Opinion: Has the rise of games-as-a-service killed the successful indie?
Creativity and luck no longer enough
You remember the halycon days of 2009, right?
Unknown such as Rovio, Bolt Creative and Lima Sky made millions of dollars, rising up the charts with 99c games such as Angry Birds, Pocket God and Doodle Jump.
And the trend continued with Halfbrick's Fruit Ninja and ZeptoLab's Cut the Rope.
Even as late as 2011, German student Andreas Illiger came from nothing to #1 with Tiny Wings. It was the high point of the concept of the indie mobile games studio.Mighty, fallen
Three years on, the game ecosystem has totally changed. Successful paid games - at least in the form of 99c paid games - are over.
Free-to-play games now rule the charts.
Not only do such games generate much more than 99c per player, they require longer development times pre-launch, and they are much more complex in terms of post-launch operation; both in terms of the server expertise, and the ongoing development resource required.
Was Tiny Wings in the last wave of big indie hits?
This is beyond the scope of start-up developers, unless they are very experienced and/or have raised investment. Even in these cases, you need more than the handful of people that's our typical shorthand reference for an 'indie developer'.Constipated virality
If that wasn't depressing enough, the virality of the paid chart - the free marketing channel of those 99c hits - has been smashed into a million pieces.
Now the top grossing charts are dominated by games that have been there for weeks and months, while the free charts are dominated by companies spending hundreds of thousands of dollars (and more) weekly for chart position.
Indeed, one witty comment on the importance of the mass of indie studios to the wider mobile game ecosystem is that their only reason to exist is to provide in-game advertising slots for the bigger companies.
This approach can be labelled as a new business model for indies - aka 'Take the advertising money and run'.What level of success?
Of course, this doesn't mean that small indie studios can't be successful - at least on their own terms.
One of the problems with press coverage of the mobile games market now is that companies such as Supercell, King and GungHo Online are treated as the default definition of success.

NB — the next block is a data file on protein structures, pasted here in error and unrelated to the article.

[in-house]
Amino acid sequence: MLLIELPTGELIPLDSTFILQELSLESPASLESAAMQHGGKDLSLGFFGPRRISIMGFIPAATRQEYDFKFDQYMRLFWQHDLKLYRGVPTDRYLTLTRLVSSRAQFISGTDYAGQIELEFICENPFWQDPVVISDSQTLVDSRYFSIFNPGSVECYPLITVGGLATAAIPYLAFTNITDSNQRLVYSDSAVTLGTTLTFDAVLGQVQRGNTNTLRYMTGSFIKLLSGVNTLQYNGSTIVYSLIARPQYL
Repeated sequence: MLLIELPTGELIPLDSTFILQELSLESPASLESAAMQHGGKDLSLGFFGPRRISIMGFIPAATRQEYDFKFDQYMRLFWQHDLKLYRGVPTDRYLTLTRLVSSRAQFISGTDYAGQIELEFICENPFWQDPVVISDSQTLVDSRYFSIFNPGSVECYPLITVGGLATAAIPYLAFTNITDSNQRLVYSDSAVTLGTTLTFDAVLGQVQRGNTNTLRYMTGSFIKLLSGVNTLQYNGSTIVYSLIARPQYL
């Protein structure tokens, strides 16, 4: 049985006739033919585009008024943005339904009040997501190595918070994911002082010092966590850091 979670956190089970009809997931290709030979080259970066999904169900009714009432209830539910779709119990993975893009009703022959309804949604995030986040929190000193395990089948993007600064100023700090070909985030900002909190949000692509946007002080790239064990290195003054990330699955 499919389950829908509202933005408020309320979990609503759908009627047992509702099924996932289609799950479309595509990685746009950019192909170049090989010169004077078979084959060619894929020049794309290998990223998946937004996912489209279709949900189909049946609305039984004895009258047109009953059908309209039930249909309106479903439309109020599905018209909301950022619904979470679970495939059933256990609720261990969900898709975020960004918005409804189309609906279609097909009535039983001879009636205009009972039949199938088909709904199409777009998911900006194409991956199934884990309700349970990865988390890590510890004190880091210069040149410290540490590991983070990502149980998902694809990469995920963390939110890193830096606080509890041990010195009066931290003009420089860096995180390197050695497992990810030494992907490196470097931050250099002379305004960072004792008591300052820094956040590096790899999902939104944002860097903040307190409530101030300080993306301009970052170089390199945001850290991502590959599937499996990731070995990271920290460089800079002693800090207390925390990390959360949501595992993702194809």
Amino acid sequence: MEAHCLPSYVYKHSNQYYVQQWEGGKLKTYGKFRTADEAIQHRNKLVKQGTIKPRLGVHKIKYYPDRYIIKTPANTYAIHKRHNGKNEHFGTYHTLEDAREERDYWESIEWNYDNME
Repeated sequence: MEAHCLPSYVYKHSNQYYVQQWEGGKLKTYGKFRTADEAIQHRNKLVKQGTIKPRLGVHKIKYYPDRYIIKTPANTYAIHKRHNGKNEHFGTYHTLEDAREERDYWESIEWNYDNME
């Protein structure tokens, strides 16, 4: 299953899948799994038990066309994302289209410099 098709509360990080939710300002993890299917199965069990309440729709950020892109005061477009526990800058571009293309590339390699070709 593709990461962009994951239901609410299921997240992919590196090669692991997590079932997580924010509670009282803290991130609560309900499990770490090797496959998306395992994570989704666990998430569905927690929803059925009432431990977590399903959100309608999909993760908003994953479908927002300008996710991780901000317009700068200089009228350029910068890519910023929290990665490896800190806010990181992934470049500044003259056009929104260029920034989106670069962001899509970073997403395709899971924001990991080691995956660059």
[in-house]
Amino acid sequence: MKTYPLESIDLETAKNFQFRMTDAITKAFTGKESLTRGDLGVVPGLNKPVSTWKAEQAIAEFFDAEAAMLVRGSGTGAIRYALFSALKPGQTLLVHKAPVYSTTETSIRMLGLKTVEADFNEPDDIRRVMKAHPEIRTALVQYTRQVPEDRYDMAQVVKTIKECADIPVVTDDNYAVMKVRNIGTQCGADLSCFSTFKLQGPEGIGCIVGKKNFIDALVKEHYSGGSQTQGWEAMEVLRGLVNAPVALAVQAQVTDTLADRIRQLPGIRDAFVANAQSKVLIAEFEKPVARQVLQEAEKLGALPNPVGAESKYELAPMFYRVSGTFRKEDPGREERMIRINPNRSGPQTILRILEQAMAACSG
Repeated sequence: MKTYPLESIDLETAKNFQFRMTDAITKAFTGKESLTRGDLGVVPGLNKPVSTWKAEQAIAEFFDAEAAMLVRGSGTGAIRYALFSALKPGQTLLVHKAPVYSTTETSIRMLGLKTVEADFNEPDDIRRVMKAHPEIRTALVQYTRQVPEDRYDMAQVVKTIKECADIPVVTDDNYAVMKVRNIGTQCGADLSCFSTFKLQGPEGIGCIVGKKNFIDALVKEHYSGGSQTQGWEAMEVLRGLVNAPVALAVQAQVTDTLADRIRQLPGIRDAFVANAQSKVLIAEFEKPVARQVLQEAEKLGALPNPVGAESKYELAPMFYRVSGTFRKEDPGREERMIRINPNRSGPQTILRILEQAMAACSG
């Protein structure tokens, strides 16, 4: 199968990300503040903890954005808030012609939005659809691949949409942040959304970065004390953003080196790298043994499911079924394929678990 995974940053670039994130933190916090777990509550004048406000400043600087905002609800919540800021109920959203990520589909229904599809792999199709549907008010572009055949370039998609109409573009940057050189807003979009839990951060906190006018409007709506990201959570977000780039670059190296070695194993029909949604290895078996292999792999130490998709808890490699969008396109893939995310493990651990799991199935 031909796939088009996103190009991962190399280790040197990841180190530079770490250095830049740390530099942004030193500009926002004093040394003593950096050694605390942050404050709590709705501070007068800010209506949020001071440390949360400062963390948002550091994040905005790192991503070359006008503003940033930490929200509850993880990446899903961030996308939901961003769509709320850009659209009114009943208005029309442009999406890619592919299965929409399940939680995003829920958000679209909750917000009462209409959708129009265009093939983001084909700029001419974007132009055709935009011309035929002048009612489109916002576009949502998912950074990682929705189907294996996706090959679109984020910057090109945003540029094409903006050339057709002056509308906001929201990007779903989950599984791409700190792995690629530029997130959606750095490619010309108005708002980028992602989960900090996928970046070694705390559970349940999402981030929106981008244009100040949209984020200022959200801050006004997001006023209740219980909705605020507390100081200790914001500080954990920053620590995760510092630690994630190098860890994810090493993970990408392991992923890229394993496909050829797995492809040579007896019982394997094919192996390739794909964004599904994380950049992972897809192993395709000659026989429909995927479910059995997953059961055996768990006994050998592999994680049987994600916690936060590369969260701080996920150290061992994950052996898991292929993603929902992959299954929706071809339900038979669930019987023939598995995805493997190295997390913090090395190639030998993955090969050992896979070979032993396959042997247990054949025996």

Clearly, games that generate multiple millions of dollars daily are outliers. Most companies would treat a game generating a $1 million a month as a massive success.
Clash of Clans dominates mobile gaming press coverage
But the underlining problem is that no paid game is going to generate that level of revenue, and few indies have the expertise to develop and operate (and market) a free-to-play game for long enough to build up that level of success.
Even the most successful free-to-play games take months if not years to build up to their peak months of revenue generation.Step into the light
Yet there are some high level examples that perhaps not all is lost.
Husband-and-wife team Imangi Studios fell into multi-million dollar success with their Temple Run series in late 2011, while the twin-brother team at NimbleBit has been banging out free-to-play successes since 2010's Pocket Frogs.
Even on the paid front, two-man Swedish indie Simogo has - at least - gained critical success in 2013 with the likes of Year Walk and Device 6 (both $3.99).
Still, in these cases, the team sizes are tiny and their productivity has been relentless. Maybe the key business rule for all wannabe indie mobile game developers is 'Stay small and launch (fail) fast'.
Because, the stark fact is the rise of the number of indie studios since 2011 has caused a massive glut in the supply of games.
Crudely put, there are too many mobile games, and most of them aren't offering the sort of experiences that players (especially paying players) actually want.
And it's this disconnect which is the biggest obstacle for any mobile game developer - whether indie or not - to overcome.The spark for this article came during a discussion in a panel talk about mobile games at the Live Mobile! 2013 conference in Moscow, Russia.